“Welcome back, boss,” Linda said when Rita reached the top of the canyon.
“Thanks,” Rita said.
Pavi and Donegal’s shuttle waited just twenty meters from the edge of the canyon.
“Didn’t you have to stop at the tarmac?” Rita asked.
Pavi shrugged. “Didn’t have time to hike and figured if we lost the shuttle you’d give us a ride back.”
“Sure, as long as that means you’re giving us a ride to our shuttle now,” Rita said.
“Leave it. The Whimper can’t take an extra shuttle anyway,” Pavi said.
“As you wish, Admiral,” Rita said.
The five of them made for a cramped and awkward ride, but they made it. Rita coped with the tight space by throwing one of her legs over Donegal’s and watching him tense up with confusion. She wasn’t sure precisely how she felt about having him around – part of her was thrilled and part was screaming about feeling betrayed and hurt – but teasing him was always fun.
When they docked with the Whimper, the first thing Rita did was sneak off to her bunk. She stretched out on her bed and closed her eyes. “Hey, Linda?”
Rita rolled a crumpled piece of blue paper through her fingers, “I told you to ignore any messages from Kempus.”
“Have you had any?”
“One. It’s five years old now,” Linda said.
“Who’s it from?” Rita said, wondering if she’d blocked a letter from Donegal.
“The Kempari masters. It’s marked sensitive, standard priority.”
“Play it,” Rita said.
It was master Yao, his voice still as soft and gentle as she remembered it. “You were right. Come home. With sincerest and humblest respect, Master Yao, Grand Instructor of the Kempari College.”
“Does that make it better, boss?” Linda asked.
“I don’t know,” Rita said. “Maybe.”
“Donegal’s standing outside,” Linda said.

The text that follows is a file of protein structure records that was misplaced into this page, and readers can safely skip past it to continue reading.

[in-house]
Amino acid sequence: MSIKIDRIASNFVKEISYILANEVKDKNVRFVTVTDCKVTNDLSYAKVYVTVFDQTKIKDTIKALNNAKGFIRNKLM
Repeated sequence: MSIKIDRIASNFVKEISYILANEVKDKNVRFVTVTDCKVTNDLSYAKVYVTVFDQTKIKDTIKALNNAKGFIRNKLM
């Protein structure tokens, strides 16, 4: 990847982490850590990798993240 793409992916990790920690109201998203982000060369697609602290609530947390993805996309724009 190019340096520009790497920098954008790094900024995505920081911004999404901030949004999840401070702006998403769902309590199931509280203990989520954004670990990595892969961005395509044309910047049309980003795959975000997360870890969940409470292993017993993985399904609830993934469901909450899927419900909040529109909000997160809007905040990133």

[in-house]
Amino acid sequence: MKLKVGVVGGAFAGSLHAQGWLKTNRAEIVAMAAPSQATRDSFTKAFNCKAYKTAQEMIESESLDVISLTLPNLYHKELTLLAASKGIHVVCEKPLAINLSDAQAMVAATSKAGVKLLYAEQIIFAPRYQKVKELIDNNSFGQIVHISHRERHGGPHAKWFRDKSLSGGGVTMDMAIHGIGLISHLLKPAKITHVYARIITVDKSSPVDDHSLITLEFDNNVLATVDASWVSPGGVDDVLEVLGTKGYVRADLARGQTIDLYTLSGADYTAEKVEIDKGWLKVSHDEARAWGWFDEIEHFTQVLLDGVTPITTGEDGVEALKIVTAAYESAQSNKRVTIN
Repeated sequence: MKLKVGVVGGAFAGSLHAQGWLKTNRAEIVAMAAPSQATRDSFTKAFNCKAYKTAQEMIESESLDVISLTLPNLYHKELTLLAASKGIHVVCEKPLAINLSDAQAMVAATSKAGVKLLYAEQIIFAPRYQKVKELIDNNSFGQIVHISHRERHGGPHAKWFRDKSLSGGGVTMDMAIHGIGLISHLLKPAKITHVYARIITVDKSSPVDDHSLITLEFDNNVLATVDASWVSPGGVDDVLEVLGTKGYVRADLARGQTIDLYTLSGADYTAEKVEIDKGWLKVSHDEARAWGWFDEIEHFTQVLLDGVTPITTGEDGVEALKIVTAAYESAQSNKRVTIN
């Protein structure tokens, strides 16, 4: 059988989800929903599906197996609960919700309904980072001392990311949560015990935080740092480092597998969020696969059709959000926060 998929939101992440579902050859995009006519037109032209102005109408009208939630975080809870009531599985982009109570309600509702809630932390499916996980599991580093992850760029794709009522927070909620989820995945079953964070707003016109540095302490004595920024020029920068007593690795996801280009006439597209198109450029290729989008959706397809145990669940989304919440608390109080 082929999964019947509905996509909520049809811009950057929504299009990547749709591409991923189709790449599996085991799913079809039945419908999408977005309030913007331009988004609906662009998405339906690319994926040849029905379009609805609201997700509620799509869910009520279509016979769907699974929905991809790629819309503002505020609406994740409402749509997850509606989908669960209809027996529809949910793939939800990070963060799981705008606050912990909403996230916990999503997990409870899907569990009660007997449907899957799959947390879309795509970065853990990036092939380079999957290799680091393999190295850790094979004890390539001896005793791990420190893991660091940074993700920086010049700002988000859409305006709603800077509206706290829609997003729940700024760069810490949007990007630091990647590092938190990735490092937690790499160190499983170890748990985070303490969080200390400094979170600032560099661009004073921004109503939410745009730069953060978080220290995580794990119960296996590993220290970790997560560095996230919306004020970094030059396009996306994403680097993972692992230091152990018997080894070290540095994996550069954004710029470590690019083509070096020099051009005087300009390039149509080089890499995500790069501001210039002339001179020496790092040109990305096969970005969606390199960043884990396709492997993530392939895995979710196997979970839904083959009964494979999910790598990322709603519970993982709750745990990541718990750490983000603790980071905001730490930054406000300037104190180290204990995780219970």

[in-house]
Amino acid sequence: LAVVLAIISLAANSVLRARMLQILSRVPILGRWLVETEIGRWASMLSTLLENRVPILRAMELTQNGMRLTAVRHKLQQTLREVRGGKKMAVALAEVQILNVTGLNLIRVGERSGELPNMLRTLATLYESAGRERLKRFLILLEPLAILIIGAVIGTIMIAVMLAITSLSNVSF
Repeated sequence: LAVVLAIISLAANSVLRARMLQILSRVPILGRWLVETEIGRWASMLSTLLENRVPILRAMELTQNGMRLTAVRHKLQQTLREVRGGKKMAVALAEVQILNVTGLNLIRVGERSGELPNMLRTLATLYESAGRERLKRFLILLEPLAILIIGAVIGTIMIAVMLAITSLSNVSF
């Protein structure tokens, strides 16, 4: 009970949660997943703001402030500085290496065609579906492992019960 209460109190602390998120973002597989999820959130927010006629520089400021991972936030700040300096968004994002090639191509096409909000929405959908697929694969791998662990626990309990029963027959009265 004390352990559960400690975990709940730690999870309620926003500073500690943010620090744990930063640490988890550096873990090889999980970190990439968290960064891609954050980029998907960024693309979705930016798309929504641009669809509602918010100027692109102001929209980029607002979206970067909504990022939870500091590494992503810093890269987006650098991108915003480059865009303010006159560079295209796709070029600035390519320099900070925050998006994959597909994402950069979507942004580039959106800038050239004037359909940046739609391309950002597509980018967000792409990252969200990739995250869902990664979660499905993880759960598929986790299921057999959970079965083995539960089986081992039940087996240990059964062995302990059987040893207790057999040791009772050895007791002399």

“Let him in.”
Donegal slipped in, hands folded before him, shoulders hanging low. Rita noted that his posture communicated shyness and an intent to remain unobtrusive, and that he’d known that when he adopted it. Irritation flared momentarily, then fizzled. He couldn’t help being Kempari trained any more than she could, so if he wanted to communicate submissiveness, she’d take it at face value until he gave her a reason to doubt him.
“What’s up?” she asked.
“I don’t really want to start fighting again, but I’m not okay with pretending we never did.”
“Oh,” Rita said. She’d been hoping to pretend.
“I wasn’t wrong,” Donegal said.
What an unfair way to start the conversation. Rita either had to agree, or start the argument over again. Ten years later, she didn’t want to restart the fight, was thrilled they’d avoided it so far, but she wasn’t ready to give in.
“I wasn’t right, either,” Donegal continued. “The whole situation sucked, and then you called me a coward.”
“I said you were cowardly…”
“Just, give me a second here. You called me a coward, and a lot of nastier things besides and frankly, that made things a lot simpler. But it shouldn’t have, because you weren’t wrong. We crossed a line, and you had the balls to say so. I still don’t think you should have left, but I’ve got a lot more respect for it now than I did.”
Rita heaved a sigh and chewed on her bottom lip, hating herself for not being sure whether she was doing it naturally or because her instincts knew what Donegal would see in it. “I honestly don’t remember what I called you,” she said.
“You started with coward, ended with backstabbing amoral cretin, and paused for whore along the way.”
That sounded disconcertingly familiar to Rita. “I was upset. But you didn’t deserve that.”
“Do you really want to go back to Kempus?” Rita asked.
“I don’t know. Two months ago, not a chance. Nothing that’s happened should change that but…” But she’d gotten away with playing an Atraxan healer, and Master Yao taught a new first year class because of her.